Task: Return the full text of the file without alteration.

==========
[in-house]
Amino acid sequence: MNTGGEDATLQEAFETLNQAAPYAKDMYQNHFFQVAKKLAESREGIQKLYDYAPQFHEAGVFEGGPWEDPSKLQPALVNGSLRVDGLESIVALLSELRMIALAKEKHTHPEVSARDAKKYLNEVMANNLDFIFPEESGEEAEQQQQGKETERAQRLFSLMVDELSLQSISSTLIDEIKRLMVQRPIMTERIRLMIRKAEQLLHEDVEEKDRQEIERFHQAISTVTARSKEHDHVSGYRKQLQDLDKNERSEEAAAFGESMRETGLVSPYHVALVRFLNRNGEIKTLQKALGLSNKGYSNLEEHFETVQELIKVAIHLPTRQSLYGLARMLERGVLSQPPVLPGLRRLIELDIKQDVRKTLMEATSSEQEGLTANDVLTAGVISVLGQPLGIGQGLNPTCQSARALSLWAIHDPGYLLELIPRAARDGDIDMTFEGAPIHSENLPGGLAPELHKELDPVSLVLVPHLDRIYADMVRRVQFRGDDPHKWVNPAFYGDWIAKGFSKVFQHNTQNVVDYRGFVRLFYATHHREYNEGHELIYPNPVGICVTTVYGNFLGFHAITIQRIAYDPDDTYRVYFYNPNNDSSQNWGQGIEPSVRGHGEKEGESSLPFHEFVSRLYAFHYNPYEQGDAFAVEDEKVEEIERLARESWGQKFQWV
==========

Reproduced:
[in-house]
Amino acid sequence: MNTGGEDATLQEAFETLNQAAPYAKDMYQNHFFQVAKKLAESREGIQKLYDYAPQFHEAGVFEGGPWEDPSKLQPALVNGSLRVDGLESIVALLSELRMIALAKEKHTHPEVSARDAKKYLNEVMANNLDFIFPEESGEEAEQQQQGKETERAQRLFSLMVDELSLQSISSTLIDEIKRLMVQRPIMTERIRLMIRKAEQLLHEDVEEKDRQEIERFHQAISTVTARSKEHDHVSGYRKQLQDLDKNERSEEAAAFGESMRETGLVSPYHVALVRFLNRNGEIKTLQKALGLSNKGYSNLEEHFETVQELIKVAIHLPTRQSLYGLARMLERGVLSQPPVLPGLRRLIELDIKQDVRKTLMEATSSEQEGLTANDVLTAGVISVLGQPLGIGQGLNPTCQSARALSLWAIHDPGYLLELIPRAARDGDIDMTFEGAPIHSENLPGGLAPELHKELDPVSLVLVPHLDRIYADMVRRVQFRGDDPHKWVNPAFYGDWIAKGFSKVFQHNTQNVVDYRGFVRLFYATHHREYNEGHELIYPNPVGICVTTVYGNFLGFHAITIQRIAYDPDDTYRVYFYNPNNDSSQNWGQGIEPSVRGHGEKEGESSLPFHEFVSRLYAFHYNPYEQGDAFAVEDEKVEEIERLARESWGQKFQWV